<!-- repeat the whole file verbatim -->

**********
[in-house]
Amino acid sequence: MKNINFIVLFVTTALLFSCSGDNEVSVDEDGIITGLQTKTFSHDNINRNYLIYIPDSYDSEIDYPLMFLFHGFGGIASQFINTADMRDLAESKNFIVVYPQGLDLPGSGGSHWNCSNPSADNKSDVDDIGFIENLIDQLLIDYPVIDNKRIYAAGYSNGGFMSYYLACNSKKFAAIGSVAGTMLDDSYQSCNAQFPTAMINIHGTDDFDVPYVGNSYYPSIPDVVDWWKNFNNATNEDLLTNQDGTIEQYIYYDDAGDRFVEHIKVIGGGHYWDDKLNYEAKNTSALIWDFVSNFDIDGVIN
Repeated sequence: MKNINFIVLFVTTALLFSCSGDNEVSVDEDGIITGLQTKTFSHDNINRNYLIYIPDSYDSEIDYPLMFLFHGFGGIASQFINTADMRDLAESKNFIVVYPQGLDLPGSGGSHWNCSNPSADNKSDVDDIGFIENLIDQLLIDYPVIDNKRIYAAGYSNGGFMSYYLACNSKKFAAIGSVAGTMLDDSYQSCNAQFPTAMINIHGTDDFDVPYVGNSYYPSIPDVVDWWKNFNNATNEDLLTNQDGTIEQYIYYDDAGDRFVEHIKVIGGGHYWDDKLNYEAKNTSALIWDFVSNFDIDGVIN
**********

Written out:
[in-house]
Amino acid sequence: MKNINFIVLFVTTALLFSCSGDNEVSVDEDGIITGLQTKTFSHDNINRNYLIYIPDSYDSEIDYPLMFLFHGFGGIASQFINTADMRDLAESKNFIVVYPQGLDLPGSGGSHWNCSNPSADNKSDVDDIGFIENLIDQLLIDYPVIDNKRIYAAGYSNGGFMSYYLACNSKKFAAIGSVAGTMLDDSYQSCNAQFPTAMINIHGTDDFDVPYVGNSYYPSIPDVVDWWKNFNNATNEDLLTNQDGTIEQYIYYDDAGDRFVEHIKVIGGGHYWDDKLNYEAKNTSALIWDFVSNFDIDGVIN
Repeated sequence: MKNINFIVLFVTTALLFSCSGDNEVSVDEDGIITGLQTKTFSHDNINRNYLIYIPDSYDSEIDYPLMFLFHGFGGIASQFINTADMRDLAESKNFIVVYPQGLDLPGSGGSHWNCSNPSADNKSDVDDIGFIENLIDQLLIDYPVIDNKRIYAAGYSNGGFMSYYLACNSKKFAAIGSVAGTMLDDSYQSCNAQFPTAMINIHGTDDFDVPYVGNSYYPSIPDVVDWWKNFNNATNEDLLTNQDGTIEQYIYYDDAGDRFVEHIKVIGGGHYWDDKLNYEAKNTSALIWDFVSNFDIDGVIN